Step 11:  Use ALL the proceeds from (at least) 500 album sales and the ad revenue to go towards a small but incredible, one-day festival. The venue, the musicians, the charity, and us, (the organizers) will all get paid.

Here’s where this whole project becomes worthwhile for us.  We want to throw an amazing event.  Something people will talk about for months to come.  If we’re successful in the execution of our planning, we should have all the money we’ll need to make this happen.

I think it’s a solid plan.  It will take an entire community of music supporters to be successful, but that is the direction that the music business is taking us in anyway.

The industry has changed, and there’s only so many times that I’m willing to ask our fans if they’ll give their email address as a vote so we can try and win another contest.  If we’re going to continue to pay our rent while doing what we love, it’s become obvious that we need to create new and innovative ways to gain fans while making money.  Grassroots, community oriented projects seems like the best way to grow at a steady, organic pace.

The biggest successes I’ve seen from being in a band have come from our grassroots approach.  We started as a passionate busking band on the streets of Asheville, NC and grew from there.  We had no idea of what we were doing in the beginning.  We would go to new cities without any immediate plan of returning, all-the-while gaining new fans without asking for their email addresses.  It wasn’t working at all.  People in our hometown were loving us but there wasn’t a single market within four hours of Asheville where people could even remember our band’s name.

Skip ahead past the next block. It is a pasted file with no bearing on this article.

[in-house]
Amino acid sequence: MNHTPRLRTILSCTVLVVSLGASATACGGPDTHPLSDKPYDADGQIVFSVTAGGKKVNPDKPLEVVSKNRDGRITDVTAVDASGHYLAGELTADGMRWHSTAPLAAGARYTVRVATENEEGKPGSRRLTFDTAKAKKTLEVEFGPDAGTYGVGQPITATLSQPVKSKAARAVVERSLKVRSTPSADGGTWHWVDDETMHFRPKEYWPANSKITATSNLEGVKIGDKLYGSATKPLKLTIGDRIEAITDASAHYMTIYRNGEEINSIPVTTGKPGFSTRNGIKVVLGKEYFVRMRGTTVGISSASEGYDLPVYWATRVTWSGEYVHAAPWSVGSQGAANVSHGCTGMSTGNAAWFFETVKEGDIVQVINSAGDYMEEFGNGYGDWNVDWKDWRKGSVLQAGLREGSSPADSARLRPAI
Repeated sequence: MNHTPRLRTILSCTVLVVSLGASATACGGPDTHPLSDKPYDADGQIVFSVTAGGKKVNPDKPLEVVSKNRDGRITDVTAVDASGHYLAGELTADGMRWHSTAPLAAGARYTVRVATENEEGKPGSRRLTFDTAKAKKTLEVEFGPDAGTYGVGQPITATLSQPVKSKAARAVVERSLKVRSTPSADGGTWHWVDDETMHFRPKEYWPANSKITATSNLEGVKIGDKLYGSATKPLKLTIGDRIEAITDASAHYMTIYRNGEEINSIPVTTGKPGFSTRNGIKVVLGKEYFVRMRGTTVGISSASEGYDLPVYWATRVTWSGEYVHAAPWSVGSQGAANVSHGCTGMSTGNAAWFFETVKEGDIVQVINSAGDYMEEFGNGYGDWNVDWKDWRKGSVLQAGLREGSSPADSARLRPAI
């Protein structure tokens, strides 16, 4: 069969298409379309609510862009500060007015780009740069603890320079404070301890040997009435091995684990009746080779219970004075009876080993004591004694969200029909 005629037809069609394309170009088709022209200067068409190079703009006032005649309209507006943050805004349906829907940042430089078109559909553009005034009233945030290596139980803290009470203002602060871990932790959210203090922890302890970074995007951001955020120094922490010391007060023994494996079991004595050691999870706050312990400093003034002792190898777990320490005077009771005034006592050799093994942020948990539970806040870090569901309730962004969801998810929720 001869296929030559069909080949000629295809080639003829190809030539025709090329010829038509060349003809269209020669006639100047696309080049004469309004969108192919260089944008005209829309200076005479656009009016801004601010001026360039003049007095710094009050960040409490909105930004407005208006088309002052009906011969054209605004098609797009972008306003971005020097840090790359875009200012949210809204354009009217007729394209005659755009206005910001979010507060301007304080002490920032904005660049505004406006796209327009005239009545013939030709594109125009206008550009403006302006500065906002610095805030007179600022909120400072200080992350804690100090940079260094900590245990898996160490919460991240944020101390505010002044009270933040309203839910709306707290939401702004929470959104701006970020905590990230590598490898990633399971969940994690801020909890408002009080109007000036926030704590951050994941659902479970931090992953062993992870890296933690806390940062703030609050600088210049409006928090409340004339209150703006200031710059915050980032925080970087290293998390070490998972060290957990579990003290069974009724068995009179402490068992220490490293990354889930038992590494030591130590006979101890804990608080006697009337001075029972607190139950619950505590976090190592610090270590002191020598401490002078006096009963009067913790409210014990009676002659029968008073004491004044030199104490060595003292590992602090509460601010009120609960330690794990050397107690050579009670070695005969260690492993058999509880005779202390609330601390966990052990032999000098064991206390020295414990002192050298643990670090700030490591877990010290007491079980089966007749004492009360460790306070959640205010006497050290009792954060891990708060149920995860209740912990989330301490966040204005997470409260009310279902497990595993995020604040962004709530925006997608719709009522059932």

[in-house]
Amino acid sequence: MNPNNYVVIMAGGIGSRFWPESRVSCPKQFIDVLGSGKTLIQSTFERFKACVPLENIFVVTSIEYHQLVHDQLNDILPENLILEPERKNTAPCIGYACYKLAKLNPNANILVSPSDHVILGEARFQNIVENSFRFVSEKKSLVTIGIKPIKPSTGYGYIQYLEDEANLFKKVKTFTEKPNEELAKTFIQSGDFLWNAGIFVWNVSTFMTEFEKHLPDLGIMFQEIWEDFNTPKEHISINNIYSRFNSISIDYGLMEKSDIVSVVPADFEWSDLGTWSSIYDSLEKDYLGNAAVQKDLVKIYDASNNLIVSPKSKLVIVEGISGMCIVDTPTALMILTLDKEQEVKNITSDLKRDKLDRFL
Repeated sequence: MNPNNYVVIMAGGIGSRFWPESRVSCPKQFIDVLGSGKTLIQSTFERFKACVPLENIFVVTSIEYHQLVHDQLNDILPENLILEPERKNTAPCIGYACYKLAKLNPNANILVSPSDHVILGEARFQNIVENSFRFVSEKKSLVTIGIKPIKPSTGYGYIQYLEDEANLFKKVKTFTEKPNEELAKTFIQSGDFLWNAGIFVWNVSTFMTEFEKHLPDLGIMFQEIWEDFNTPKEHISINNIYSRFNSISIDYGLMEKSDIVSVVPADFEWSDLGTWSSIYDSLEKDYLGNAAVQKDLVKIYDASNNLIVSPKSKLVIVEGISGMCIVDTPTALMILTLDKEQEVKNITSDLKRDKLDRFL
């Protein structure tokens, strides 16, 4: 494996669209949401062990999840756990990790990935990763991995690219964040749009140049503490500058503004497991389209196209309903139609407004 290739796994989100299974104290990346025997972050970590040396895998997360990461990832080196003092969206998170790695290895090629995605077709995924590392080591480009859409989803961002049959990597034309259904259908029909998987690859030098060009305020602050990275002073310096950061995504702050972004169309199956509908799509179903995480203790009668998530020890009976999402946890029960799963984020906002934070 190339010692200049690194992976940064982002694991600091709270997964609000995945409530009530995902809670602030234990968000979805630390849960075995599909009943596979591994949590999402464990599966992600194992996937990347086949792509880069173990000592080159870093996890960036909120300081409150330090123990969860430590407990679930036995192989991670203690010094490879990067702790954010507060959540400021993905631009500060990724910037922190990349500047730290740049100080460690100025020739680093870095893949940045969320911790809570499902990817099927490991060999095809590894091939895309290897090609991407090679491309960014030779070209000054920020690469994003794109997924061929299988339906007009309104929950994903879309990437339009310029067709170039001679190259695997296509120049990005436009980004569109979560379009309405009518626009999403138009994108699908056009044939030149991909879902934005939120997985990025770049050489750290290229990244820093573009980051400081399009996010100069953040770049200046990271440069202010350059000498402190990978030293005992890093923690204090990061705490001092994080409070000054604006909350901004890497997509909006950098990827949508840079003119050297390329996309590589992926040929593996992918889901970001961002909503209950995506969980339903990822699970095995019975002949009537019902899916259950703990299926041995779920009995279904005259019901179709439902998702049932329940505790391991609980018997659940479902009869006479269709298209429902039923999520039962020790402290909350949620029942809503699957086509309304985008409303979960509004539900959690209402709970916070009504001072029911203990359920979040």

Slowly, we learned from our mistakes and we’re finally growing a consistent fanbase all around the southeastern United States.  We push the email list harder than our merchandise and we don’t touch cities where we can’t commit to returning again and again.  I’m seeing this system work.  Now we have 7 cities where we can guarantee a good turnout; and we’re finally hitting new markets, only to find venues packed with fans coming to see us for the very first time.

We’re still a long way from being on cruise control.  We’ve got to be constantly playing shows to gain more fans and collecting an email address and a phone number from every single person who enjoyed our show.  Basically, the trick, (for us) is to make yourself available for the fans to find you and then never let them out of your sight.  It’s the surest way of building long-standing musical success that I know of.

Over the next couple of months, I’m going to be writing about both the progresses and pitfalls of an up-and-coming band and a brand new venture as we turn boxing beers into a compilation CD, and from there into a small, successful festival…and of course, all-the-while we’ll be doing it our way, yes our way…make all our dreams come true, for me and you.